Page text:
The Government has now disclosed details of its “traffic light” system for foreign travel and revealed which countries would be included in the “green list”. This has prompted a surge in holiday bookings, and with half-term on the horizon many parents have rushed to secure a long-anticipated break.
However, before going to the expense of booking flights and hotels, separated parents ought to consider not only COVID restrictions and the current traffic light system, but also their legal position as a separated parent.
Separated parents often assume, particularly if they are the primary carer for their child, that they are under no obligation to notify the other parent of their holiday plans. Potentially, however, they could find themselves on the wrong side of child abduction laws if they take their child abroad without the other parent’s knowledge or consent.
It is therefore a good idea to consult the other parent before committing to any travel arrangements or paying a hefty deposit. Set out below are some important considerations which we hope will assist those parents planning a break somewhere slightly more exotic and exciting than their back garden this year.
Who has parental responsibility?
The starting point should be to check whether the other parent has parental responsibility for the child. Mothers are automatically granted parental responsibility on birth, whereas the father of the child will have parental responsibility if he was married to the mother or was entered as the father on the child’s birth certificate.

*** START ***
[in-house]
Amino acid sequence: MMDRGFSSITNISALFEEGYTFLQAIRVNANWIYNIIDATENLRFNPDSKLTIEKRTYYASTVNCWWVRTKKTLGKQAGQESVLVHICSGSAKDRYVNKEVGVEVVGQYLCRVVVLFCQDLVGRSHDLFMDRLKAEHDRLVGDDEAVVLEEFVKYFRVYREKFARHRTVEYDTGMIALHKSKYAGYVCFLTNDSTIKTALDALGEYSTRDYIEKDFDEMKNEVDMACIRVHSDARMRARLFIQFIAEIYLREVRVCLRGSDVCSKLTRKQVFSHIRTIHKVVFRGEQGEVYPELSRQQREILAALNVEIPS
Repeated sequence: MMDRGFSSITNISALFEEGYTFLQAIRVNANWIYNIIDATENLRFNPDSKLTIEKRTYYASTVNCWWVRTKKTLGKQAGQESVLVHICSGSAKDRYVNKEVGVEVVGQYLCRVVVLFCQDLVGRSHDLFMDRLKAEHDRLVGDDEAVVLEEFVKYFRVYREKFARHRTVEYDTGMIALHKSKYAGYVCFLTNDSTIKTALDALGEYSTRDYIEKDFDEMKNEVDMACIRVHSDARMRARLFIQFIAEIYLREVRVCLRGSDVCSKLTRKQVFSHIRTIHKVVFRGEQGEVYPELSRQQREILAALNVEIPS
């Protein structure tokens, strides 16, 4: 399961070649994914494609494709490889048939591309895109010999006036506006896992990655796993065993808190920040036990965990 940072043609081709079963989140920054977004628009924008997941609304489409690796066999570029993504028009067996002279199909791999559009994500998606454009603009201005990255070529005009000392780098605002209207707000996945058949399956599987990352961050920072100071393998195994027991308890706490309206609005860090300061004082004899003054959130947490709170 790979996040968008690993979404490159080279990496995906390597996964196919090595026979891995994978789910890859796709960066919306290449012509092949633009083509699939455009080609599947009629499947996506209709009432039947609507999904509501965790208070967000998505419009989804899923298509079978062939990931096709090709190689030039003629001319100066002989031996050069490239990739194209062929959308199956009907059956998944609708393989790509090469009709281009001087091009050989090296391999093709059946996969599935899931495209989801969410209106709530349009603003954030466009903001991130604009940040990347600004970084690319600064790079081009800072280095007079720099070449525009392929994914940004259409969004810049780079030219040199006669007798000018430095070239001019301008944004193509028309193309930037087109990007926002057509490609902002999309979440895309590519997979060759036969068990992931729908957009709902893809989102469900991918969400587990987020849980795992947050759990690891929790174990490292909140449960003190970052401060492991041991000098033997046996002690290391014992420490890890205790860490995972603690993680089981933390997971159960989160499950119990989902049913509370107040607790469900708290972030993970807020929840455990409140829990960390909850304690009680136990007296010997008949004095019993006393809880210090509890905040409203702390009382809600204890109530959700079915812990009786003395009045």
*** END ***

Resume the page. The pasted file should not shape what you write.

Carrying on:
Alternatively, it may be that the father acquired parental responsibility at a later stage, either by entering into a formal agreement with the mother or by obtaining a formal court order.
If the father doesn’t have parental responsibility, can the mother take the children on holiday without the father’s consent?
Assuming there is no court order in place regulating the arrangements for the child, then the mother should be able to take the child out of the jurisdiction without the father’s consent.
That being said, it remains good practice to consult the father and make him aware of the proposed trip, particularly if he maintains regular contact with the child.
Top tip: In addition, if the child bears a different surname to the parent taking them on the holiday, it is often a good idea to travel with a certified copy of the birth certificate in order to avoid any difficulties or awkward questions at passport control.
Top tip: Some countries have additional travel requirements or border checks for children, so do check in advance of travel.